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Not Everything is URGENT

Recently, I found myself scattered. We’ve been doing a lot things and when you’re working on a project or launch, things can get crazy. I’ve got tons of ideas and I want to do all of them - right now. Ideas are awesome and sometimes your creativity and flow are just in the same space and working like there’s no tomorrow.

It’s awesome.

Then everything slaps you in the face and you find yourself trying to do everything all at once. Until you reach the point where you don’t even know what to do first. The awesome feeling and high turns into panic, frustration and this overwhelming sensation. Yup - I was there for a few hours.

The good thing is, Alla started to recognize this before I began interrupting our team with all these things I thought we needed to do right away.

What happens when you start doing this to your team? They too become overwhelmed and end up not accomplishing anything because they would try to work on what you “need right now.” But then it’s a cycle, midway through your “urgent task”, you interrupt them once more.

So when I almost did this, I’m glad Alla caught it and said, “Not everything is urgent. Not everything CAN be urgent.” Recognizing this at the right moment is one of the best things that can help you prioritize.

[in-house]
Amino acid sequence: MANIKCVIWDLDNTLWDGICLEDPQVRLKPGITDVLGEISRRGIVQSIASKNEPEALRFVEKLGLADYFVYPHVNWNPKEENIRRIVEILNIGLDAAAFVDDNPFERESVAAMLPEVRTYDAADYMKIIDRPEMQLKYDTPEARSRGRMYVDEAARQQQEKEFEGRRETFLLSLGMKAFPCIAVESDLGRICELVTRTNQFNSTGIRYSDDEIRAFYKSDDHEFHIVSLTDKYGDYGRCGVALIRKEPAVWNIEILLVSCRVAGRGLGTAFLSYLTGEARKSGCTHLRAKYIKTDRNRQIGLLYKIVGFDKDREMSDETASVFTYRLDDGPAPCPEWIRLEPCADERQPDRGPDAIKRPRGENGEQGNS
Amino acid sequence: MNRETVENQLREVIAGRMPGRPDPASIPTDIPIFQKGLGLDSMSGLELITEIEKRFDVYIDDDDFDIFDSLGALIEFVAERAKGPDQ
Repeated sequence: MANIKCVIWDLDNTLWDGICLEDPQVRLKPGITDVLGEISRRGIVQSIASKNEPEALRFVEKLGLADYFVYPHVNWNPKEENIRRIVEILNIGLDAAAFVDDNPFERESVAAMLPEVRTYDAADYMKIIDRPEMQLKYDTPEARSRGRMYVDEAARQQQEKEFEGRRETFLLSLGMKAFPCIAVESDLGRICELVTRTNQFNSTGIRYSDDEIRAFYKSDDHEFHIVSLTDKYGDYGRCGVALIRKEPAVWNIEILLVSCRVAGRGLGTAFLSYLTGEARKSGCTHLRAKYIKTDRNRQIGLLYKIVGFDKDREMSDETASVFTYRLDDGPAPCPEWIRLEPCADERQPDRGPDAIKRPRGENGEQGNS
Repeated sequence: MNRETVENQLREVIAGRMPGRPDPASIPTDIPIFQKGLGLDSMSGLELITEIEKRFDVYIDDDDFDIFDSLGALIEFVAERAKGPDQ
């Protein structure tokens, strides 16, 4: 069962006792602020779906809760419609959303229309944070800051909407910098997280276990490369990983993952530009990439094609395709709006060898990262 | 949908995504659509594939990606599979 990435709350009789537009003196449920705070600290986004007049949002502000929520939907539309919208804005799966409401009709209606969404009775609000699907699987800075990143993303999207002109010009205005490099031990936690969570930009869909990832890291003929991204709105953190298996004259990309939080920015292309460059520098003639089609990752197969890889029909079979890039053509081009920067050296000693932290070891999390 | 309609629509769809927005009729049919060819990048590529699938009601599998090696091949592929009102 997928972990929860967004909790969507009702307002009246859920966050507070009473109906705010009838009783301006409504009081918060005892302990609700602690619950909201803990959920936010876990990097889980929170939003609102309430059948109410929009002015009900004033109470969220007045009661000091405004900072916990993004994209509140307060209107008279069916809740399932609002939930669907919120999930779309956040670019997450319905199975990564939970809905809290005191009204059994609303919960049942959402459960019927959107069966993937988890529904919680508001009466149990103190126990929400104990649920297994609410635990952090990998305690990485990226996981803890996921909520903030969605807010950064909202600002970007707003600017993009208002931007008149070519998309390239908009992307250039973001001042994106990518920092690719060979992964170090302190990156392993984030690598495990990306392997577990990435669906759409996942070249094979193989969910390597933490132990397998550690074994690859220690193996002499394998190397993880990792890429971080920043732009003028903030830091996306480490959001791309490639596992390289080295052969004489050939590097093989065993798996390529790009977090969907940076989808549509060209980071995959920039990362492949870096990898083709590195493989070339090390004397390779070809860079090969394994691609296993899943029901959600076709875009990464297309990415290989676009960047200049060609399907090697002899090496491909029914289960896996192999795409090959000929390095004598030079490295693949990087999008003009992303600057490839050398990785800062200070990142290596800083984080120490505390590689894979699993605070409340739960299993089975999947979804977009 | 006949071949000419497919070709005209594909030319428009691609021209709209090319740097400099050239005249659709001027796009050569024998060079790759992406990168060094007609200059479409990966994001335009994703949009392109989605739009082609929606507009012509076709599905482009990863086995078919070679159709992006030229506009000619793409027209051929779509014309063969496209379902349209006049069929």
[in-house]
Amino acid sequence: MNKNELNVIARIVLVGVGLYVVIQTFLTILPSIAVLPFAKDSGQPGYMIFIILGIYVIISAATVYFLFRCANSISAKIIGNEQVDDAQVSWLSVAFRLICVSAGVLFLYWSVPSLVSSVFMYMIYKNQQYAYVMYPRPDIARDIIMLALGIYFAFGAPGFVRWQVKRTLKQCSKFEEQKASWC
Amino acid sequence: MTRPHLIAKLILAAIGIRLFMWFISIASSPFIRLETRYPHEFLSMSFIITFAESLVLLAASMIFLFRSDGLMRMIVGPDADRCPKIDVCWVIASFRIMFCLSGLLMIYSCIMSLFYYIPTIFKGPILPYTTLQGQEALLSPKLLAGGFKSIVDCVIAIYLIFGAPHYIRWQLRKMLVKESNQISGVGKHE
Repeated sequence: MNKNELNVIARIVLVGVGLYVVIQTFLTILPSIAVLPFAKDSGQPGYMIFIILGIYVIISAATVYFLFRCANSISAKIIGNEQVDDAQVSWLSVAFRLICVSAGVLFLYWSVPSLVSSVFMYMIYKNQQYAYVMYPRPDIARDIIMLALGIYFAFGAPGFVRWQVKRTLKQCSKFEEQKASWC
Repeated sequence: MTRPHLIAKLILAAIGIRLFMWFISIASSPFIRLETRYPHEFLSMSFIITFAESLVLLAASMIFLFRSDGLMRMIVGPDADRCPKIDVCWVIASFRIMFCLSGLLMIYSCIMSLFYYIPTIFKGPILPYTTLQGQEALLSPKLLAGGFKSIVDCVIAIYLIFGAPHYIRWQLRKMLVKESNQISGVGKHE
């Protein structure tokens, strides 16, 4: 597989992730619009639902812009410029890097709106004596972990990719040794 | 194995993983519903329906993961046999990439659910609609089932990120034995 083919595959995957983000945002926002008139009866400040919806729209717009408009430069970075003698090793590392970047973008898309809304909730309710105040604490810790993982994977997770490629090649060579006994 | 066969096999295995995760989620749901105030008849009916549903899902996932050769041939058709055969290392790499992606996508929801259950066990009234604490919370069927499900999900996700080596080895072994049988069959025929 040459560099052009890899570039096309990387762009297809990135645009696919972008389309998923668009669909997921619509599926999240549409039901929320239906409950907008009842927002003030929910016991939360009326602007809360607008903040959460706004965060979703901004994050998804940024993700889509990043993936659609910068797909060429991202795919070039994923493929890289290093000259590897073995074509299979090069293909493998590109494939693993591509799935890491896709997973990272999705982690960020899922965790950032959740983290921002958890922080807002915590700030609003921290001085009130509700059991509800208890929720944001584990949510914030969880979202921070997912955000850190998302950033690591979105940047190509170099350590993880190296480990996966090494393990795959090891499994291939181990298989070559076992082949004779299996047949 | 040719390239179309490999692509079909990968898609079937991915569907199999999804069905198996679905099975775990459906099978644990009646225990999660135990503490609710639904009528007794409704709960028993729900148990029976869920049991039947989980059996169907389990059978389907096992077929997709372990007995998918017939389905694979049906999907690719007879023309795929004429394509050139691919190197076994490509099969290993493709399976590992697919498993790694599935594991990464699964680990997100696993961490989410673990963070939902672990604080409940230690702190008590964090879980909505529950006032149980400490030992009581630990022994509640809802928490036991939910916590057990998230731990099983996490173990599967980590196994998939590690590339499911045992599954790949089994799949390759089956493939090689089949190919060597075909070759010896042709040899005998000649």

What IS urgent?

  • What will happen if that task doesn’t get done right now? What about today? What about tomorrow? If it means an angry customer or a lawsuit, well that’s urgent.

  • Go back to your goals, how is doing this and getting all riled up about this really going to help you move forward?

  • Is it really in alignment with your vision?

  • Write all those ideas out, compare them to each other. Which one do you really need right now?

  • Communicate with your team. Ask them what they’re working on.

Urgent things cannot be avoided and sometimes, we really need to hustle and interrupt what everyone is doing so that we can bring our A-game. What’s not right is making it a habit or believing that every whim you have is urgent.



Image by Kristopher Roller


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